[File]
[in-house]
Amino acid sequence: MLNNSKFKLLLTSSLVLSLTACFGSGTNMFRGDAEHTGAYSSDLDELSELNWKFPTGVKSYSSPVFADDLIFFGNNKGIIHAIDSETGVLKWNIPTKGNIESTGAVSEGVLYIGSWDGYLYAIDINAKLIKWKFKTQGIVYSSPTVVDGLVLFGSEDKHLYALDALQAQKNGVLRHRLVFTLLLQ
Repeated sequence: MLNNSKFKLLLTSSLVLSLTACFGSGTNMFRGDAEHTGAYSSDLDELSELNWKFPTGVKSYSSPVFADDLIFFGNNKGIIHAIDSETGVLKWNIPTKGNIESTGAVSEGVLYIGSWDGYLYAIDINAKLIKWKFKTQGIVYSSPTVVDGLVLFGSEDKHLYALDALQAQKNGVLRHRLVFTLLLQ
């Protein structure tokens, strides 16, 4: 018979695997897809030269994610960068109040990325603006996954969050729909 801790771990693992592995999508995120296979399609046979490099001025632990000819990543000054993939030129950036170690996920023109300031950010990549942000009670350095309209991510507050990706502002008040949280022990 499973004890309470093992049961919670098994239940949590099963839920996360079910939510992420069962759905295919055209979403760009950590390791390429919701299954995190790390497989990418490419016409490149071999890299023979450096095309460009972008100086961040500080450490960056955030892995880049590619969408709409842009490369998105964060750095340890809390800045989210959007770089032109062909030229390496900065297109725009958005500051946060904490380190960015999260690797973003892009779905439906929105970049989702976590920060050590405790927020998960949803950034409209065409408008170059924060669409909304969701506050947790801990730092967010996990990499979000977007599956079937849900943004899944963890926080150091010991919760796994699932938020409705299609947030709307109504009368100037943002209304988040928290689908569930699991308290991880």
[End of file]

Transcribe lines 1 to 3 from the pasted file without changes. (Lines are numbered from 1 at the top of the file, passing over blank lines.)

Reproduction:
[in-house]
Amino acid sequence: MLNNSKFKLLLTSSLVLSLTACFGSGTNMFRGDAEHTGAYSSDLDELSELNWKFPTGVKSYSSPVFADDLIFFGNNKGIIHAIDSETGVLKWNIPTKGNIESTGAVSEGVLYIGSWDGYLYAIDINAKLIKWKFKTQGIVYSSPTVVDGLVLFGSEDKHLYALDALQAQKNGVLRHRLVFTLLLQ
Repeated sequence: MLNNSKFKLLLTSSLVLSLTACFGSGTNMFRGDAEHTGAYSSDLDELSELNWKFPTGVKSYSSPVFADDLIFFGNNKGIIHAIDSETGVLKWNIPTKGNIESTGAVSEGVLYIGSWDGYLYAIDINAKLIKWKFKTQGIVYSSPTVVDGLVLFGSEDKHLYALDALQAQKNGVLRHRLVFTLLLQ